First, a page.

This is some of the carefully folded fashion fabric.  There are a few pieces in this batch that will be for muslins only.  This is a couple of shelves above this picture and a shelf below.  This is also a sewing machine under the last shelf.

This is another view.  Additional carefully folded fashion fabric with magazines, patterns, and a tiny bit of yarn (this is the only knitting stuff that has made it to the room).  There is a couple of shelves above with more fabric and a shelf below.  You can see the corner of my cutting table which will be in the closet and moved out to line up with the sewing table when needed.  Also, hidden by the cutting table is a couple of my sewing machines.

I think the biggest surprise with doing this organization is the amount of denim that I have collected along with the amount of quilting weight cotton fabrics.  Some of the denim is destined for a quilt and some of it is destined for jeans.  I suppose some of the denim can be used as a muslin for jeans.

If nothing else, this whole experience has certainly slowed down the desire to purchase more fabric.  Now that I can see the majority of it, I'm hoping that it will be considered first before purchasing more.  I do not have a large amount of knits so that will most likely be the exception.

Fabric folding techniques can be found in the blog post "Organization....Folding Fabric".

Happy Stitching!

Monday, November 13, 2017

Organization.... Rulers...

My room is slowly coming together.  I hope that it works as well as I hoping.  I used the vertical surfaces on cabinets and my shelves for the rulers:

On the bookshelf, I have a long skinny ruler and my tube turners.  There is a little bit of space left to add additional skinny rulers should I find them or acquire more (I hope not).

This side of my little cabinet has triangle rulers.  Additional space below for some additional rulers.  I'm currently out of hooks and have two more small rulers to hang .  You can see my largest mat behind this little cabinet.  Not ideal storage for it but it was the only spot I could find.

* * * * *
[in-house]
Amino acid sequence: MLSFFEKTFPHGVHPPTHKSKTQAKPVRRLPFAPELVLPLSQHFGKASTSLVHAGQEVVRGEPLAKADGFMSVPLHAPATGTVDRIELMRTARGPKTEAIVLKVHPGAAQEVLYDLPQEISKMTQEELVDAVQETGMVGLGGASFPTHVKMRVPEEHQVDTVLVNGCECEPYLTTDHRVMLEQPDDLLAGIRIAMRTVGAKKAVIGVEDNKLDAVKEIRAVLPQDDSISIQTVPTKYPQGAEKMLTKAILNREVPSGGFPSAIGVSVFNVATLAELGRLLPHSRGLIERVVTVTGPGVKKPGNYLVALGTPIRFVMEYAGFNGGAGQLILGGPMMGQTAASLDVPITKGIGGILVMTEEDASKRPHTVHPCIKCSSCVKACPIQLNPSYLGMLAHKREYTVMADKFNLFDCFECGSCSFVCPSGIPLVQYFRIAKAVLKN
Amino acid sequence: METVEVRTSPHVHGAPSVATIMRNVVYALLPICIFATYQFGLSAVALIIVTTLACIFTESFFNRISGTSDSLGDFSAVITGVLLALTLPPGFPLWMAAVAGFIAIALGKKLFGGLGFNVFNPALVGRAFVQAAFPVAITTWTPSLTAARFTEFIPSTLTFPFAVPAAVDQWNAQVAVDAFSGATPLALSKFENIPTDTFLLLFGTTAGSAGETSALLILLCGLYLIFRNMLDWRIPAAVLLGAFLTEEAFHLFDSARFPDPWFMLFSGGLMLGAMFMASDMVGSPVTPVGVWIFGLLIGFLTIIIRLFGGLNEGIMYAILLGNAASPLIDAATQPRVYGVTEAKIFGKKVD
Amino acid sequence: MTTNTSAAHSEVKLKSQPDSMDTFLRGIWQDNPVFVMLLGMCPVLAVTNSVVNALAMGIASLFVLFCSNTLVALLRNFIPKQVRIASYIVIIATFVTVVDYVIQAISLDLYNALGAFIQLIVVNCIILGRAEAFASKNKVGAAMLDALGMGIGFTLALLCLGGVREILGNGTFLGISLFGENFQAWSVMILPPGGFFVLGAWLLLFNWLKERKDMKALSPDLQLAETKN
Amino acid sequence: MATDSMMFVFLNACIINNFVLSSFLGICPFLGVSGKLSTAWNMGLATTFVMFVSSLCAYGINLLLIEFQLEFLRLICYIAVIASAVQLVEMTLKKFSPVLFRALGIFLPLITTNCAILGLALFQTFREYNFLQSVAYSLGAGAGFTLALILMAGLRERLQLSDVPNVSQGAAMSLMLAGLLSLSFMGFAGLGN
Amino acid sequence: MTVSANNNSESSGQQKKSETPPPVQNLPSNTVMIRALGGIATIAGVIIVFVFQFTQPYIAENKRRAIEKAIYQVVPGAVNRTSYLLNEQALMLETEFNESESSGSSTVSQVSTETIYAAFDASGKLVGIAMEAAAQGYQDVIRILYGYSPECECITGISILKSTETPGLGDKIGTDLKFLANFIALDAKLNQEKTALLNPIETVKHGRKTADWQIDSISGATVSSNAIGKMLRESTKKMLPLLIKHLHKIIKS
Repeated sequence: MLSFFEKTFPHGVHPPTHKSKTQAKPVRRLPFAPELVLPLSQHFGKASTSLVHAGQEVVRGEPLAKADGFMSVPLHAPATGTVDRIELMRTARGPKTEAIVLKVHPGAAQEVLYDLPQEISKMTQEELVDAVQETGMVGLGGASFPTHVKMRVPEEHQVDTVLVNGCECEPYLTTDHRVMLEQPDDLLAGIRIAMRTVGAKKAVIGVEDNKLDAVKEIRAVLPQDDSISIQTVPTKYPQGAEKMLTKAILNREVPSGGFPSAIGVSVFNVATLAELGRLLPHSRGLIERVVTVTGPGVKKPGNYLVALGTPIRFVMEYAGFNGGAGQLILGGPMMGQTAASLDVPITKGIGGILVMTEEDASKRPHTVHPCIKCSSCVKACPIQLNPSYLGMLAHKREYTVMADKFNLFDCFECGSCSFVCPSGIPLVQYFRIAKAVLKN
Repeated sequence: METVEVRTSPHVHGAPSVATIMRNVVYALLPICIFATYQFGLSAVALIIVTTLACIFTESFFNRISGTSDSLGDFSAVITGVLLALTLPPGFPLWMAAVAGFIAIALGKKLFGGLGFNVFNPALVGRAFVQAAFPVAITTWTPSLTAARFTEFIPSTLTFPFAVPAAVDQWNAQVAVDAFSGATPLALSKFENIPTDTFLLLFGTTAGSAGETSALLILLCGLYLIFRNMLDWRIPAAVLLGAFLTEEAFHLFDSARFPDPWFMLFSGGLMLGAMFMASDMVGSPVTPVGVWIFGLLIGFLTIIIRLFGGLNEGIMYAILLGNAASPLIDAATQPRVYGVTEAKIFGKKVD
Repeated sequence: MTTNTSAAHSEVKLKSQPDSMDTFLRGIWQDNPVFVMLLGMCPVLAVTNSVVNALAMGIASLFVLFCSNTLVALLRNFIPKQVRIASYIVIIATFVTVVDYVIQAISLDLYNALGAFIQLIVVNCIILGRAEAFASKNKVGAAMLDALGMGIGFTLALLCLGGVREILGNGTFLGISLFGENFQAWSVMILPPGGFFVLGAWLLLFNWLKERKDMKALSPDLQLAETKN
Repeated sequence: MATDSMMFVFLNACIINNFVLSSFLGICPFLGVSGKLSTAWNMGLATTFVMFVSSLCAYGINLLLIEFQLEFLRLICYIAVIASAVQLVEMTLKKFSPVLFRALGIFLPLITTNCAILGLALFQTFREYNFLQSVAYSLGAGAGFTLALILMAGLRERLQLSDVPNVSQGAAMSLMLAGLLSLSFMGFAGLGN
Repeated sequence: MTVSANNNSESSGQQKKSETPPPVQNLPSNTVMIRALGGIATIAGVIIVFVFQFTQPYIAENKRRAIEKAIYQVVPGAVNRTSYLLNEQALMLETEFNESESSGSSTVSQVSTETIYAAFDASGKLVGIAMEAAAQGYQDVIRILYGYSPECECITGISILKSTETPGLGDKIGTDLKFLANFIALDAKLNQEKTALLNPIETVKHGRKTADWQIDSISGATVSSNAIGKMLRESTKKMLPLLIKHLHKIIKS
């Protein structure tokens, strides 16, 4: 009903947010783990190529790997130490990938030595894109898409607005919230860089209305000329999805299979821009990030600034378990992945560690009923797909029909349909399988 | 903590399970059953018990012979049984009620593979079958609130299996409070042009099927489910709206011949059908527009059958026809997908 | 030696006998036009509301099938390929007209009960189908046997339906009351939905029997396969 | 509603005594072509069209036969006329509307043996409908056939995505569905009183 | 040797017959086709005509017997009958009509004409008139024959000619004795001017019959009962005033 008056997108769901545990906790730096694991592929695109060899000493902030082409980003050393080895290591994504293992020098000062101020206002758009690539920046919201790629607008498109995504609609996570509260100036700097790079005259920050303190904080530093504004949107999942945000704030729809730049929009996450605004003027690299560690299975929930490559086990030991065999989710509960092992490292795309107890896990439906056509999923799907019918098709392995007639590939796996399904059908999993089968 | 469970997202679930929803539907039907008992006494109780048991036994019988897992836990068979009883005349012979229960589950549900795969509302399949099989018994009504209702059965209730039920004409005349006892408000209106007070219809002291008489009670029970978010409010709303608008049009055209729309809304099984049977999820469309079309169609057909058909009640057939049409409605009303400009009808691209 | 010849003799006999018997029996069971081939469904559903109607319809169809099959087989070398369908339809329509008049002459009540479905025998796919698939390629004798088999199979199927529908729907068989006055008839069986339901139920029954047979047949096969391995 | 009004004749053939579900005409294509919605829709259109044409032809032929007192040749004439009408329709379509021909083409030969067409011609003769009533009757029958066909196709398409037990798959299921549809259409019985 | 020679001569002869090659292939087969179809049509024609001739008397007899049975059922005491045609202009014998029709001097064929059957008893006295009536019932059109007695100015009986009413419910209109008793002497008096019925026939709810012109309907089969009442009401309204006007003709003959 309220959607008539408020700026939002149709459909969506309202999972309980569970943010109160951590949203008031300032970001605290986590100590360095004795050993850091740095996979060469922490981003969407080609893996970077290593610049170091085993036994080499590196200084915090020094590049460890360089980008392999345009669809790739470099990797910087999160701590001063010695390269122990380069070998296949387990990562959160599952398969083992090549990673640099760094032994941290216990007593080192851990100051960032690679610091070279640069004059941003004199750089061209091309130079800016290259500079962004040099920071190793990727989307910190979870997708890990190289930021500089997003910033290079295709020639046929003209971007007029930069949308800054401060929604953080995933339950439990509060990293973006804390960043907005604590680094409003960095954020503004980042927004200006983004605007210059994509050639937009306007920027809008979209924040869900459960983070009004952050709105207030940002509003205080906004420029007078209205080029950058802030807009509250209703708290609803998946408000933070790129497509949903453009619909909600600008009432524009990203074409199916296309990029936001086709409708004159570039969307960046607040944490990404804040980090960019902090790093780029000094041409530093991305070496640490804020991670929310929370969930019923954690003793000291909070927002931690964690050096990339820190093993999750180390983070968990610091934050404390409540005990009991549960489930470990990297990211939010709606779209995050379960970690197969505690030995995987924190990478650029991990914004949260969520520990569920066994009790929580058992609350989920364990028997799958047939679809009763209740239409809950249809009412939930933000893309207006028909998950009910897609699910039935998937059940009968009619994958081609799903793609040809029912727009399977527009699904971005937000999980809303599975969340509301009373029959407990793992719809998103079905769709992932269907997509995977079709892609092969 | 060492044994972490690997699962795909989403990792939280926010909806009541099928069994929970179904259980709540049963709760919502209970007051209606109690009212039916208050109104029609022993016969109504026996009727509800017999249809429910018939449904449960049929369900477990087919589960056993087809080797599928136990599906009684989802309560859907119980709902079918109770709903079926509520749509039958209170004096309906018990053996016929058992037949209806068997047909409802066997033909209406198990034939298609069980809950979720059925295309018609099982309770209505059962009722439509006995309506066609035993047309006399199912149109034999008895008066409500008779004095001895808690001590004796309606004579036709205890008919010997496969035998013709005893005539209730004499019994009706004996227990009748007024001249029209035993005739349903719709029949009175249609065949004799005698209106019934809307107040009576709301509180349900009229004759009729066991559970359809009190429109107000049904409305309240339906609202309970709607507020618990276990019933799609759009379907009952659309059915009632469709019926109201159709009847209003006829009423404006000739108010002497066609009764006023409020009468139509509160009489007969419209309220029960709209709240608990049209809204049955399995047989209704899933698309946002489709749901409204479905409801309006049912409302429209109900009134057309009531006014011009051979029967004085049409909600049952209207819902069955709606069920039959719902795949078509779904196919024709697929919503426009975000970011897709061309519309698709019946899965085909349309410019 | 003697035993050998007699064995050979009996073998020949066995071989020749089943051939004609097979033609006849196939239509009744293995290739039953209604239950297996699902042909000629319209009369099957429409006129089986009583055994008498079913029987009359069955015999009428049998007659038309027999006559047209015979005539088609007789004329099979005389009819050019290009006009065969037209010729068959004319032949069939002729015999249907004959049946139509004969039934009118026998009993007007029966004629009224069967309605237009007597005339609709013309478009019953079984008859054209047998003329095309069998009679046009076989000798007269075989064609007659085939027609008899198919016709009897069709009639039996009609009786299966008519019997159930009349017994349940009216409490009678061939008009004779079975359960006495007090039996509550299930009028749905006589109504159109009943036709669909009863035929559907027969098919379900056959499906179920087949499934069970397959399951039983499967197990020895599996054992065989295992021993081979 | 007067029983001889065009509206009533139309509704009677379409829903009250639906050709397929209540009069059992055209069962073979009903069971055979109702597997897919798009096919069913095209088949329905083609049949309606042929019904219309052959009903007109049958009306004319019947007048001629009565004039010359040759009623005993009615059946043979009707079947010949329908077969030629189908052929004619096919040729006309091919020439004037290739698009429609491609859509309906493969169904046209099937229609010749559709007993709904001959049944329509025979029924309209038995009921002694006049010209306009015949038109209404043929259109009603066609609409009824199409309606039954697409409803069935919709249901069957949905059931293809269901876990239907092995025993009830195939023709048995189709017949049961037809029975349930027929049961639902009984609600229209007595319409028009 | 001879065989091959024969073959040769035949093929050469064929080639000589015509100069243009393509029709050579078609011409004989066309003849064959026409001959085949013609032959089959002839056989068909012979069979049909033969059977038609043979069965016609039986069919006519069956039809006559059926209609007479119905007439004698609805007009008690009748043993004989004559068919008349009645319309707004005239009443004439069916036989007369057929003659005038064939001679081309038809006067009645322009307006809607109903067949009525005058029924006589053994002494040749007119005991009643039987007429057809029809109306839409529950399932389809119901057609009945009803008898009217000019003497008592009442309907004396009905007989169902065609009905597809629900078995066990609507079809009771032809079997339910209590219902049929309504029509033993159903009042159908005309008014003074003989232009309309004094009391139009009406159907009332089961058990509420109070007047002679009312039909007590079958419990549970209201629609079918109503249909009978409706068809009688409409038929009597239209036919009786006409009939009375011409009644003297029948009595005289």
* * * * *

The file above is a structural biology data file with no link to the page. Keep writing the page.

This side of the cabinet has the hexagon rulers with a variety of other rulers below.

One on side of my pattern cabinet, I have all my large cutting rulers.  There are 2 stripology rulers and a 12 1/2" square.

On the other side of the pattern cabinet are the remaining rulers.  I think most of the rulers have been found.  At least, I hope that have been.  There is always the chance that some mini rulers may be discovered yet.

I used the Command Medium Wire Hooks to hold up the rulers.  So far they seem to be holding up well.  This particular hook will hold up to 3 lbs.  Here's a better picture:

FYI:  I'm not affiliated with this brand.  Just a happy customer.

Happy Sewing!

Thursday, November 9, 2017

Sewing Pants for Women...Preparing the Pattern for Alteration Step 3. Part 4

Continuing with the Sewing Pants for Women by Else Tryoler.  Today, will we start with Step 3 of the seven giant steps to pants perfection:

Hip alterations

There are as many different humps and bumps to a pair of pants as there are women to walk around in them.  There is certainly no area more susceptible to poor fit than the hips if you attempt to squeeze all those varied contours into one pattern shape.  Might as well try to add apples and oranges or bananas and pears for that matter.

On your measurement chart you have all the information you need to personalize a pattern so that it will fit you and your particular terrain.

Pin the front and back pattern pieces together by matching the side seams at the hip-line.  (Remember those two pins at the fullest part of your hips, about seven or eight inches down?)  Take a look at Figure 7 to see what you should be doing.

Now comes a little math:  look up your hip measurement and add two inches for ease.  This represents the total hip circumference you will need in your pattern, but remember that the two pieces of your pattern represent only 1/2 your figure.  So, next divide your total hip circumference by two and you have the number of inches your pattern must measure to fit you.